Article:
Scarier still is the possibility of harmful algal bloom development. Cyanobacteria (also known as blue-green algae) is known to produce dangerous toxins under the right conditions. Exposure to these toxins through swimming and recreation around a plagued waterbody may be connected to the development of neurodegenerative diseases such as ALS, Alzheimer’s and Parkinson’s disease. Like other forms of algae, cyanobacteria is often fueled by the presence of excess nutrients in the water column.

    What Can You Do To Address Nutrient Loading?

    Thankfully, there are several ways to safely remove nutrients from your lake or stormwater pond. A patented product called Phoslock contains a unique lanthanum modified clay with a high affinity to permanently lock available phosphorous. Applications by a licensed professional can render phosphorous inactive and unable to transfer energy up the food chain. A similar product called Alum is also extremely effective at binding free radical nutrients before sinking them to the bottom of the waterbody where they can no longer fuel poor water quality conditions. While Alum is most suitable for use on large lakes, a new product called Biochar is changing the way we remove nutrients from smaller ponds and stormwater facilities that experience high water flow. Biochar is a highly adsorbent material very similar to activated charcoal. Contained in a large sock-like bag, this porous material allows water to flow through while pulling nutrients from the water. Once the bag is full, it is pulled from the water which physically removes the pollutants from the water column.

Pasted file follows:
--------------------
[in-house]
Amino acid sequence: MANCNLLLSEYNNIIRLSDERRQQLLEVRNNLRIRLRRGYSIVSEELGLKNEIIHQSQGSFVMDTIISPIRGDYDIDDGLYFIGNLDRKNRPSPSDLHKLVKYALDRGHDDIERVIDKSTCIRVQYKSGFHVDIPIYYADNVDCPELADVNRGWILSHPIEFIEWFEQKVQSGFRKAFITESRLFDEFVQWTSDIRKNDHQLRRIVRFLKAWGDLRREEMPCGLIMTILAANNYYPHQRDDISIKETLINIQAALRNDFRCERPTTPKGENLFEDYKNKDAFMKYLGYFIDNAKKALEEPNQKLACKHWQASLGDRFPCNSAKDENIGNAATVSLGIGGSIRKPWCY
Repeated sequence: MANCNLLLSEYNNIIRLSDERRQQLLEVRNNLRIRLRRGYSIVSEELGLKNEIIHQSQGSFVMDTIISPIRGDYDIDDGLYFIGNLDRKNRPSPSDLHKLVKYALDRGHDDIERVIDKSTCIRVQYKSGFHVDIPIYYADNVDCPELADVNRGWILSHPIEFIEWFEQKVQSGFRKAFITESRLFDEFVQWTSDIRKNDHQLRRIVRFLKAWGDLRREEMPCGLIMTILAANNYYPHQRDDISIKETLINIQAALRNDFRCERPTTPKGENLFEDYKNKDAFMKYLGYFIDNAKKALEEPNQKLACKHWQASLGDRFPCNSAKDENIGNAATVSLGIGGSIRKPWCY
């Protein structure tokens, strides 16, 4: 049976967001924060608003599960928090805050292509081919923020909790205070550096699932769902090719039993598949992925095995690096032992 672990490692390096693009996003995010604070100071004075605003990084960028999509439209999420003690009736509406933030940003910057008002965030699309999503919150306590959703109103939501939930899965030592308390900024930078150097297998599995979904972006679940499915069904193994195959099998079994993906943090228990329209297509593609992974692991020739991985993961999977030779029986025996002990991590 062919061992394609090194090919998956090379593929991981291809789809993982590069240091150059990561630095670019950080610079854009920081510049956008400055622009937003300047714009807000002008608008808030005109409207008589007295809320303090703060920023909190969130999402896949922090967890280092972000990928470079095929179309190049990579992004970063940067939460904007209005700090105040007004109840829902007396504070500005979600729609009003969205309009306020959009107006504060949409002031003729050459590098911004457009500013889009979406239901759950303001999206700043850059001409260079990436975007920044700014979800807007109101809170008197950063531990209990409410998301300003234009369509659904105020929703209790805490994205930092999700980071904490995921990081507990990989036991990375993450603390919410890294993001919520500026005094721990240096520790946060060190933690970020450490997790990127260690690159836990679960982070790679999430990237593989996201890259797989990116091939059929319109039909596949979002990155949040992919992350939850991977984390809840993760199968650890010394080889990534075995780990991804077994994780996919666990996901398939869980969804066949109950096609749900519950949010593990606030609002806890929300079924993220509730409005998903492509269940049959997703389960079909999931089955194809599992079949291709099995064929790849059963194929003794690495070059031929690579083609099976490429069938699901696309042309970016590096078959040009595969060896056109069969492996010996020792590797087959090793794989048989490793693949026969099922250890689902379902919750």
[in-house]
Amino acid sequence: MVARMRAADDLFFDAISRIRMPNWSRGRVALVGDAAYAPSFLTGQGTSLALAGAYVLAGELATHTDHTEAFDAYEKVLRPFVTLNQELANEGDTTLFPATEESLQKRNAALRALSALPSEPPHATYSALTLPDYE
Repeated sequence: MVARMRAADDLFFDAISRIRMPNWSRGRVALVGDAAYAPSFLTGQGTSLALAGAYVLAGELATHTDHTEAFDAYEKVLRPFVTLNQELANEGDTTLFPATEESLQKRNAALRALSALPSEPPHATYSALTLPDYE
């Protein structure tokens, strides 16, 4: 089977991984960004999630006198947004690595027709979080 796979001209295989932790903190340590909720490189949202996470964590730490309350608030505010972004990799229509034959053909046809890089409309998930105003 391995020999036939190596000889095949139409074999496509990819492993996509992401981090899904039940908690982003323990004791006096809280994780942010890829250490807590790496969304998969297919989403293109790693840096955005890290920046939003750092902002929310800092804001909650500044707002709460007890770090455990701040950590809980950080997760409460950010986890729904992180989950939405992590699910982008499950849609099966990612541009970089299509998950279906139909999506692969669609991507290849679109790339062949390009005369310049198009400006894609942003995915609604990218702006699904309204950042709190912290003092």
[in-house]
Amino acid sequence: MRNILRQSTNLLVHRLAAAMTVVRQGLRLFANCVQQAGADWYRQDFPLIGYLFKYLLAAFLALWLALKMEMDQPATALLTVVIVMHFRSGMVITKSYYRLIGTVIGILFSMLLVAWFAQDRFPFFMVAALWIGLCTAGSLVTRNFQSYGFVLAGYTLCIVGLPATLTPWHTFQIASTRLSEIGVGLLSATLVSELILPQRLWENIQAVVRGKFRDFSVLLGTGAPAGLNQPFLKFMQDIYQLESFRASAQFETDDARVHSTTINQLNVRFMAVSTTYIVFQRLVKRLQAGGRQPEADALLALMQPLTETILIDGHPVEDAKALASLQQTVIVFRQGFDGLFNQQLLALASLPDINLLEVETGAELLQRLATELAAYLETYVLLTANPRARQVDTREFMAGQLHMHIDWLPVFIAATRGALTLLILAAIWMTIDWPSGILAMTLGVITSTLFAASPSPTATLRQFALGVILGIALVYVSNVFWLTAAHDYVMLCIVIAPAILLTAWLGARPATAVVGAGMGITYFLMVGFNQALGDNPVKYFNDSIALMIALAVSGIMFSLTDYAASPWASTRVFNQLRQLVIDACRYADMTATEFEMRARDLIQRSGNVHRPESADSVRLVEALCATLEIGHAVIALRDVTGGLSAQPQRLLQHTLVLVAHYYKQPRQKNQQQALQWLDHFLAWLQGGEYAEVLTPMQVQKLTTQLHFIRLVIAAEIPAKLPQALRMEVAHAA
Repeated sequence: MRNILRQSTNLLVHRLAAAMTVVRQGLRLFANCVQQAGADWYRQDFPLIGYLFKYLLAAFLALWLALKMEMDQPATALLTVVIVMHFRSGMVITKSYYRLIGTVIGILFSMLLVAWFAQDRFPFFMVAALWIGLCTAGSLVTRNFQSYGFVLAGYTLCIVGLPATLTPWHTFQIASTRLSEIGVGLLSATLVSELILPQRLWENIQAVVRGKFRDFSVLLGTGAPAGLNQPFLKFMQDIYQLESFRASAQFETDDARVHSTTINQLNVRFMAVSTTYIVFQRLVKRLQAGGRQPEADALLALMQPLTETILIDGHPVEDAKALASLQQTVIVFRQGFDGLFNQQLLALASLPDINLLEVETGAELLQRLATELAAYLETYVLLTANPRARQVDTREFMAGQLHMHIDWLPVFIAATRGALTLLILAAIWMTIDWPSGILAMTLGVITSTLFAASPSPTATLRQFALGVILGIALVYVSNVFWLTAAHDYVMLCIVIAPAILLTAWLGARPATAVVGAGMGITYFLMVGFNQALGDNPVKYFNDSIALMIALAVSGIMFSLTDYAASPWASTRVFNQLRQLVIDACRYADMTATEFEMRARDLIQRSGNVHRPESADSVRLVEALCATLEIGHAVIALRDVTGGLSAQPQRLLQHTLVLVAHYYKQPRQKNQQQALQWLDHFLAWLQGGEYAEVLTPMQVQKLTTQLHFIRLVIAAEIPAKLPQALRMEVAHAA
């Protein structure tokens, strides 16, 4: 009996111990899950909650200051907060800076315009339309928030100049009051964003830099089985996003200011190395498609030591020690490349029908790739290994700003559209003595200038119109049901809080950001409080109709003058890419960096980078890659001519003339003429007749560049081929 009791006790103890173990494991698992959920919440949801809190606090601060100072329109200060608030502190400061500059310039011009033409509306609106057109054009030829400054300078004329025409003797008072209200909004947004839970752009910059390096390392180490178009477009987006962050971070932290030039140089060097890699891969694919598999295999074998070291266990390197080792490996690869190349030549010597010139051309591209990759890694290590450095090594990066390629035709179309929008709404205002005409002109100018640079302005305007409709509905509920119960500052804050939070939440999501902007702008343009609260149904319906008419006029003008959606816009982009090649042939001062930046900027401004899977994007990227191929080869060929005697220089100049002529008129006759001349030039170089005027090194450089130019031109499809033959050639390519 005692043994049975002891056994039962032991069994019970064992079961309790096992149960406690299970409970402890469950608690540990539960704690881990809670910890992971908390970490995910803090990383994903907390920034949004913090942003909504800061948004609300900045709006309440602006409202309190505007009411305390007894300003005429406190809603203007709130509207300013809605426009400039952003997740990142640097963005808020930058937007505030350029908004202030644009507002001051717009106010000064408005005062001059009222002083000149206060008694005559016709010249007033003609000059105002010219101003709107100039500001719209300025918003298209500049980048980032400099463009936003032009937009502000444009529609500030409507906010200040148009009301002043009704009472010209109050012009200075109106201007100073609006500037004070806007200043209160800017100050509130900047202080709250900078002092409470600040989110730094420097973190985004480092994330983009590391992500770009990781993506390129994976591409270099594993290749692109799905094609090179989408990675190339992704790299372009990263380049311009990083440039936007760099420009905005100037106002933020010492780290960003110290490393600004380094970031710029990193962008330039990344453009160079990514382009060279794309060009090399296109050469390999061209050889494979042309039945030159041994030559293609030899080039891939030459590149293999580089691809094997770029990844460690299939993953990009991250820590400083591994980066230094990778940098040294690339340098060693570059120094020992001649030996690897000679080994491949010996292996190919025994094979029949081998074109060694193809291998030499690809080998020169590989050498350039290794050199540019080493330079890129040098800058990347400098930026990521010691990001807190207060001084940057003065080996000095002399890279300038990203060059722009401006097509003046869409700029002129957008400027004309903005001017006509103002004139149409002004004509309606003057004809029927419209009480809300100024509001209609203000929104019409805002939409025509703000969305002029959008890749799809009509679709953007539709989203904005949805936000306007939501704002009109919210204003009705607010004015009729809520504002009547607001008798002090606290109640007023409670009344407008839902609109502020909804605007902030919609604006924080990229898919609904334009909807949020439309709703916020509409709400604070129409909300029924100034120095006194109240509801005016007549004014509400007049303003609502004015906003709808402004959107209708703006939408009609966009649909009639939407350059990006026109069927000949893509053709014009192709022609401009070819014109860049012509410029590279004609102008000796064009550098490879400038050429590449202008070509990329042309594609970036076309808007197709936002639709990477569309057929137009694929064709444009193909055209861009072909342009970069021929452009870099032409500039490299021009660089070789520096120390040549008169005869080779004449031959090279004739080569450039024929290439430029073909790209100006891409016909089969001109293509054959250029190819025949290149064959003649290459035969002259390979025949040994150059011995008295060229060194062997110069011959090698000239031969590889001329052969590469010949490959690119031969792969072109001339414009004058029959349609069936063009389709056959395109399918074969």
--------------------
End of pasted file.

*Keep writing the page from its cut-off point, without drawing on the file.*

nutrient remediation solution phoslock application from boat

    Phoslock application

    alum enews

    Alum application

    biochar

    Biochar 

    Nutrient mitigation strategies can be further enhanced by introducing dissolved oxygen into your waterbody. While floating fountains and submersed aeration systems provide many benefits that enhance circulation, balance pH, and optimize water quality, nanobubble technology is setting new standards for efficient nutrient elimination as well as direct algae and cyanotoxin control. This technology is EPA-registered, lab tested and proven to kill algae. The microscopic bubbles produced by these cutting-edge systems remain within the water column, rather than immediately rising and popping at the surface. As a result, dissolved oxygen levels are stabilized at desirable levels for 2-3 months at a time, often transforming the health and appearance of a waterbody in a matter of days or even hours without the use of traditional algaecides.